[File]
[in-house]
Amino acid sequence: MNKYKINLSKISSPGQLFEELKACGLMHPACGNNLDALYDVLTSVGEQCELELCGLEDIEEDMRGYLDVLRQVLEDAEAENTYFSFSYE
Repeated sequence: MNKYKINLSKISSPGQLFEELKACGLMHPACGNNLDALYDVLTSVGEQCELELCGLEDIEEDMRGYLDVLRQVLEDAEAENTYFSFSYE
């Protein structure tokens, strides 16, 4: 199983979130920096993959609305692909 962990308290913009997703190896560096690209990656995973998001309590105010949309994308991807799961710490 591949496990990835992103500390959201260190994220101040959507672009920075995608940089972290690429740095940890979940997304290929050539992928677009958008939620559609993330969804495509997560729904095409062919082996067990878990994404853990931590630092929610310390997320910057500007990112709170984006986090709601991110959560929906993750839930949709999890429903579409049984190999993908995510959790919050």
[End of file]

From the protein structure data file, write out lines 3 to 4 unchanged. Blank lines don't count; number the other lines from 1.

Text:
Repeated sequence: MNKYKINLSKISSPGQLFEELKACGLMHPACGNNLDALYDVLTSVGEQCELELCGLEDIEEDMRGYLDVLRQVLEDAEAENTYFSFSYE
């Protein structure tokens, strides 16, 4: 199983979130920096993959609305692909 962990308290913009997703190896560096690209990656995973998001309590105010949309994308991807799961710490 591949496990990835992103500390959201260190994220101040959507672009920075995608940089972290690429740095940890979940997304290929050539992928677009958008939620559609993330969804495509997560729904095409062919082996067990878990994404853990931590630092929610310390997320910057500007990112709170984006986090709601991110959560929906993750839930949709999890429903579409049984190999993908995510959790919050």